Thursday Takeaways: Top Defender in Oklahoma?
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A pair of games at Norman high school on Thursday shined a light on high school prospects from all classes in Oklahoma, and even a couple youngsters getting the opportunity to compete against older compeition. Including one senior making the…
A pair of games at Norman high school on Thursday shined a light on high school prospects from all classes in Oklahoma, and even a couple youngsters getting the opportunity to compete against older compeition. Including one senior making the case for being the best defender in the state.
One of the top players in Oklahoma, Combs-Pierce did not disappoint from the opening tip. He opened the game with a rim rattling slam and would follow it up with three more dunks in the first quarter. Including a smooth, reverse alley oop. He made the game look easy on the offensive end, comfortably knocking down threes and getting to his spots in the mid-range. The senior isn’t limited to the impacting on the offensive end either, as he’s arguably the top defender in Oklahoma. One of the few players in the state who can actually guard 1-5. His long arms can pick the pockets of guards, while also being an empathic shotblocker at the rim. It’s unbelievable more D1 programs aren’t interested in Combs-Pierce and if his jumper has improved from the summer (on Thursday night it looked like it had), he’s the perfect fit for modern basketball.
Brown was another two-way standout from the games on Thursday. The lefty made his offensive living knifing through the defense, with a combination of gliding by opponents or hesitation moves to create space. With his acrobatic finishing package, he’s quickly looking like one of the most dynamic drivers in the state. He also was a tone setter on the defensive end, as his combination of light on his feet bounce and impeccable timing had him playing around the rim, blocking and altering shots all afternoon. When Brown plays this hard on both ends of the court, he has the ceiling to be one of the better 2025 guards in Oklahoma.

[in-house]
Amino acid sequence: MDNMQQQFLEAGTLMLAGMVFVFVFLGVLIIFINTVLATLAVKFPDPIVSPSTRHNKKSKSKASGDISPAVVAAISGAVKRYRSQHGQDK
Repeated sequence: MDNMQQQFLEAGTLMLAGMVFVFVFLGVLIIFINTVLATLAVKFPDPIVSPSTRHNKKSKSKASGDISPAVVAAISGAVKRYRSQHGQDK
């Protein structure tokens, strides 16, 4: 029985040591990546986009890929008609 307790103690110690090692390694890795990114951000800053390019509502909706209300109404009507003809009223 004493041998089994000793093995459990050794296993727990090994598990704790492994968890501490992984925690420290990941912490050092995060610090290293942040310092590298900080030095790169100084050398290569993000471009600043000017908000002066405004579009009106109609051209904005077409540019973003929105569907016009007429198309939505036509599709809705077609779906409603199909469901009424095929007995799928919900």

It’s a was a quality shooting performance from the top shooter in Oklahoma. As always, his shot looked automatic when his feet were set in catch and shoot situations. And his off the dribble and shooting while uncomfortable abilities are improving. Late in the first he caught a pass while moving away from the basket. In one fluid motion he turned to face the hoop and let it fire, with the ball barely touching the net on the way through. It was the type of big time shot to end a quarter that translates to the next level. Dixon has also developed a reliable side hop and step back three to gain separation to often hit on DEEP three pointers. His range often extends to the NBA line and even deeper.
A current drawback to his game, is even though his handle is improving and he’s getting strong, he’s often reliant on transition looks or his teammates to create looks for him. Which means there’s still some stretches where his impact is muted. This also translates to the defensive end, where he runs hot and cold. There’s times he looks like he could cause real havoc causing with ball pressure, while other times he drifts away.
The elite shooting ability Dixon provides will get his foot in the door in the next level. Now it’s about continuing to apply pressure in other aspects of his game.